After exposure of the skin to cigarette smoke sebum is removed from the subject’s skin by swabbing technique and analysed by LC-MS or GC-MS. It is reported by the developers that the method can assess short and long term effects, where with long term effects a maximum of 4 days is intended which is not really a long term exposure compared to the everyday situation.

However, another questionable point is of ethical nature. Is it really justifiable to expose human skin to distinct cigarette smoke to assess efficacy of cosmetic products where such an approach can also be done reliably in vitro? In contrast the method seems to need a relatively low number of volunteers and appears to be reproducible.

3 step strategy

A three step strategy has been reported to evaluate the efficacy of a product on molecular and cellular levels. As a model of pollutants carbon microparticles are used. Firstly, a skin barrier test is carried out. The volar forearm of subjects is treated with a test product and subsequently pollutants are applied.

After a standardised rinsing protocol remaining pollutants are assessed via imaging. Secondly, lipid peroxidation is quantified in vitro and in vivo, as a consequence of high level oxidative stress triggered by pollutants.

Thirdly, the Nrf2 pathway which cells activate to fight oxidative stress is assessed. A three step strategy seems to be more powerful as only heavy metal or lipid peroxidation tests, but the use of only carbon microparticles (1 pollutant) does not reflect the everyday situation as there is a wide variety of different pollutants which have different impacts on skin, cells and even molecular events [3].

Combination of relevant pollutants in the three step analysis would increase the expressiveness distinctly.

A standardized approach with different pollutants

Another test protocol has been published where test products efficacy is tested based on combined exposure of pollutants like cigarette smoke, ozone, infrared, UVR and blue light under standardised lab conditions in specifically developed chambers and by utilising an ozone generator.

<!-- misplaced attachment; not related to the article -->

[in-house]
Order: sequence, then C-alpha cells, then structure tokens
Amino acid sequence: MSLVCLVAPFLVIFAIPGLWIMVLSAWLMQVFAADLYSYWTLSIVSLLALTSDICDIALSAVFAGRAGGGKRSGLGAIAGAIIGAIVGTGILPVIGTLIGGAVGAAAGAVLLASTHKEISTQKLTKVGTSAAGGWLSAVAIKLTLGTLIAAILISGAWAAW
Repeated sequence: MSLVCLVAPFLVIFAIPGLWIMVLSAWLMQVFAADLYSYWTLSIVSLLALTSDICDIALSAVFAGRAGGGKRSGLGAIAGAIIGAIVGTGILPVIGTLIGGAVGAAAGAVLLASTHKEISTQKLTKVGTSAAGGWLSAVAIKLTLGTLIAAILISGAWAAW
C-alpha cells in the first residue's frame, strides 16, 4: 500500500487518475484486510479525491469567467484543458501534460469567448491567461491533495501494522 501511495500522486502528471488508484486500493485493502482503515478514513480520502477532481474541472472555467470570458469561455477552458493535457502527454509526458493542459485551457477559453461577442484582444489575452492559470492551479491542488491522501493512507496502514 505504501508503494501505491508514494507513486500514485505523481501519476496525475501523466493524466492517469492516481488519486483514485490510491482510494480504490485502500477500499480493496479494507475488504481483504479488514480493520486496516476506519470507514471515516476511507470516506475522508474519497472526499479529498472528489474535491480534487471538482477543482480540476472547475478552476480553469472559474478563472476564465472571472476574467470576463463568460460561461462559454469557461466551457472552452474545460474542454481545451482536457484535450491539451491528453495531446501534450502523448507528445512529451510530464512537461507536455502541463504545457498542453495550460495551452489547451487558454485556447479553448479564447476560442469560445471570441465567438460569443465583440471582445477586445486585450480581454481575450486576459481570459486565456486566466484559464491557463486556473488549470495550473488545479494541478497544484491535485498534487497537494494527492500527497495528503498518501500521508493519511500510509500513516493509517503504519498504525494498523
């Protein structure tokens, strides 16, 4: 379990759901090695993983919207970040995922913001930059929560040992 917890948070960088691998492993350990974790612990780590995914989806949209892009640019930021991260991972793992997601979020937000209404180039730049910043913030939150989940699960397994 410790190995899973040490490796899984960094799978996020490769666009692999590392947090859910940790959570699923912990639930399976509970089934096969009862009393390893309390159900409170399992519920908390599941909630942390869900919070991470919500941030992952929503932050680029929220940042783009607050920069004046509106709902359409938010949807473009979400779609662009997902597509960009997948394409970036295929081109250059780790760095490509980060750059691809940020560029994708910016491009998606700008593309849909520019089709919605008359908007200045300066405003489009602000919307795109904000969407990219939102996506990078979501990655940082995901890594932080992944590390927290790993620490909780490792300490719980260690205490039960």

Monitored is the anti-oxidative capacity by detecting and quantitation of arising ROS, the anti-inflammatory potential via assessment IL-6, anti-aging potential by detecting and quantifying MMP-1 as well as the evaluation of collagen and elastin integrity.

The combination of different pollutants and the possibility of standardised conditions are an advantage compared to other methods, but there is still only in vitro data from isolated cells and skin models.

Additionally, an in vivo evaluation of lipid peroxidation via squalene or MDA assessment and quantifying carbonylated proteins is offered, too. It must be positively emphasised that in this approach the certified urban dust “NIST 1649b” can be used which is consistent of most of relevant pollutants found in the air.

The physical parameters skin elasticity, hydration, barrier function, pigmentation and micro relief can be assessed too, but again, the so called long term effect considers only 5 days which per se cannot reflect the incurrence of wrinkles or decrease in skin elasticity [5].

Particle visualisation

A different approach, which we use at dermatest is to test the protection or cleansing efficacy of products by particle visualization. This can even be done in the facial area of subjects (or on hair).